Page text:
The mouse plague which is wreaking havoc across rural NSW, decimating crops and and ruining lives, now poses a real risk of spreading Leptospirosis.
Leptospirosis is spread through animal urine and faeces after a rat or mouse becomes infected with the disease. Beginning with flu like symptoms, the disease can evolve into a full blown and deadly disease. It can lead to liver and kidney failure, internal bleeding and meningitis like symptoms. Medical authorities have warned that, while the diseases rare, it is currently a very real threat.
This is due to seasonal conditions being perfect for mice populations to grow and spread. Wet and humid weather has created an ideal breeding environment that has seen mouse populations soar, reaching plague proportions. Like most infectious diseases, it is important that PPE protocol is enforced to avoid infection. Washing hands thoroughly and regularly, using disinfectants and sanitisers in communal areas such as kitchens and bathrooms, will help to avoid and later repercussions.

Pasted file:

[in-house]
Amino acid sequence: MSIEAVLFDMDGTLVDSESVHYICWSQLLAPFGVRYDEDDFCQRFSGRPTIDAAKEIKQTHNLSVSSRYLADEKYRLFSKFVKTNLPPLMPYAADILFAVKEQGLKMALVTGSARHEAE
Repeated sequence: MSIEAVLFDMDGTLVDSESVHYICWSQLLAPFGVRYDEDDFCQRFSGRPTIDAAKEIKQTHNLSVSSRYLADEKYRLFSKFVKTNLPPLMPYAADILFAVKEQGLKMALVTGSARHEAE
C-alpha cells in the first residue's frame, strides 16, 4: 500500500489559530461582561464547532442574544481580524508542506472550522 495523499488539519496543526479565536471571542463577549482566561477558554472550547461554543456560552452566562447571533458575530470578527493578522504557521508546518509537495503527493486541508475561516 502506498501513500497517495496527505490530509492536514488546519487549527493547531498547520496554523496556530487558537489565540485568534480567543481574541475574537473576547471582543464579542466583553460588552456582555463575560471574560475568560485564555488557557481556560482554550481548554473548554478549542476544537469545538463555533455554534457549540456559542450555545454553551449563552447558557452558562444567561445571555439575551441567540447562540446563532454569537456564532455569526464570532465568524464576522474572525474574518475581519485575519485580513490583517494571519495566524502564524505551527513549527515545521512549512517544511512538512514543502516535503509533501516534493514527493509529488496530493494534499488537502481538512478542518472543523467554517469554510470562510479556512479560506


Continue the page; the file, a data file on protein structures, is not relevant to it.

Communities are being urged to do what they can to curb the spread, but are also being warned to exercise caution when handling toxic rodenticides.
In many rural NSW areas, rodenticides and mouse traps have quickly vanished as the demand for these products has overtaken the ability to supply communities with adequate weapons to fight the plague. The current mouse plague has been compared to the plague that hit NSW in 1984, leaving behind a path of destruction that took communities many years to recover from. The current mouse plague comes at a time when the world is in the grip of a pandemic and Australia has recently suffered bushfires of enormous proportions.